السبت، 22 ديسمبر، 2012

Franz Schubert
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1875 oil painting by Wilhelm August Rieder, after his own 1825 watercolor portrait
Franz Peter Schubert (German pronunciation: [ˈfʁants ˈʃuːbɛɐ̯t]; 31 January 1797 – 19 November 1828) was an Austrian composer.
Although he died at the age of 31, Schubert was a prolific composer, having written some 600 Lieder, nine symphonies (including the famous "Unfinished Symphony"), liturgical music, operas, some incidental music, and a large body of chamber and solo piano music. Appreciation of Schubert's music during his lifetime was limited, but interest in his work increased significantly in the decades following his death. Franz Liszt, Robert Schumann, Johannes Brahms and Felix Mendelssohn, among others, discovered and championed his works in the 19th century. Today, Schubert is seen as one of the leading exponents of the early Romantic era in music and he remains one of the most frequently performed composers.
 
 

Early life and education

Schubert was born in Himmelpfortgrund (now a part of Alsergrund), Vienna on 31 January 1797. His father, Franz Theodor Schubert, the son of a Moravian peasant, was a parish schoolmaster; his mother, Elisabeth Vietz, was the daughter of a Silesian master locksmith, and had also been a housemaid for a Viennese family prior to her marriage. Of Franz Theodor's fourteen children (one illegitimate child was born in 1783),[1] nine died in infancy; five survived. Their father was a well-known teacher, and his school in Lichtental, a part of Vienna's 9th district, was well attended.[2] He was not a musician of fame or with formal training, but he taught his son some elements of music.[3]
 
 
 
 
 

The house in which Schubert was born, today Nussdorfer Strasse 54, in the 9th district of Vienna.
At the age of five, Schubert began receiving regular instruction from his father and a year later was enrolled at his father's school. His formal musical education also started around the same time. His father continued to teach him the basics of the violin,[3] and his brother Ignaz gave him piano lessons.[4] At the age of seven, Schubert began receiving lessons from Michael Holzer, the local church organist and choirmaster. Holzer's lessons seem to have mainly consisted of conversations and expressions of admiration[5] and the boy gained more from his acquaintance with a friendly joiner's apprentice who used to take him to a neighboring pianoforte warehouse where he had the opportunity to practice on better instruments.[6] He also played the viola in the family string quartet, with brothers Ferdinand and Ignaz on violin and his father on the cello. Schubert wrote many of his early string quartets for this ensemble.[7]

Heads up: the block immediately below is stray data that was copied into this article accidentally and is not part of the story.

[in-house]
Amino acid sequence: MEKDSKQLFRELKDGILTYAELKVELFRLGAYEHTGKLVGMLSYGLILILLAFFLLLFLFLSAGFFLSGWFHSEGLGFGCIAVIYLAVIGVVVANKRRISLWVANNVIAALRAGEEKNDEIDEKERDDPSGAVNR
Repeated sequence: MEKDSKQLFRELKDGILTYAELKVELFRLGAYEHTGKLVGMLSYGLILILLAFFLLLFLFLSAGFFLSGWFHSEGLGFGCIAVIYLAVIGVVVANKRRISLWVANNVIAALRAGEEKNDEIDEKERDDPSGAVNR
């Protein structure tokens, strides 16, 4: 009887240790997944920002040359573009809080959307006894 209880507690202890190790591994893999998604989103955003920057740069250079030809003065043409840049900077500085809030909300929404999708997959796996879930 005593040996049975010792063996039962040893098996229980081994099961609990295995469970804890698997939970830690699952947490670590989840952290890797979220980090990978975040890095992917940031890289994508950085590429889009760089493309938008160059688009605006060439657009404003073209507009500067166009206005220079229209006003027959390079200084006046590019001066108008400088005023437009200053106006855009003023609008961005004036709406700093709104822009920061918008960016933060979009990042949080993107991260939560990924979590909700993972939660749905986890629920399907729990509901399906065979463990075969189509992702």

Schubert first came to the attention of Antonio Salieri, then Vienna's leading musical authority, in 1804, when his vocal talent was recognized.[7] In October 1808, he became a pupil at the Stadtkonvikt (Imperial seminary) through a choir scholarship. At the Stadtkonvikt, Schubert was introduced to the overtures and symphonies of Mozart.[8] His exposure to these pieces and various lighter compositions, combined with his occasional visits to the opera set the foundation for his greater musical knowledge.[9] One important musical influence came from the songs of Johann Rudolf Zumsteeg, who was an important Lied composer of the time, which, his friend Joseph von Spaun reported, he "wanted to modernize".[10] Schubert's friendship with Spaun began at the Stadtkonvikt and endured through his lifetime. In those early days, the more well-to-do Spaun furnished the impoverished Schubert with manuscript paper.[9]
Meanwhile, his genius began to show in his compositions. Schubert was occasionally permitted to lead the Stadtkonvikt's orchestra, and Salieri decided to begin training him privately in musical composition and theory in these years.[11] It was the first germ of that amateur orchestra for which, in later years, many of his compositions were written. During the remainder of his stay at the Stadtkonvikt he wrote a good deal of chamber music, several songs, some miscellaneous pieces for the pianoforte and, among his more ambitious efforts, a Kyrie (D. 31) and Salve Regina (D. 27), an octet for wind instruments (D. 72/72a, said to commemorate the 1812 death of his mother),[12] a cantata for guitar and male voices (D. 110, in honor of his father's birthday in 1813), and his first symphony (D. 82).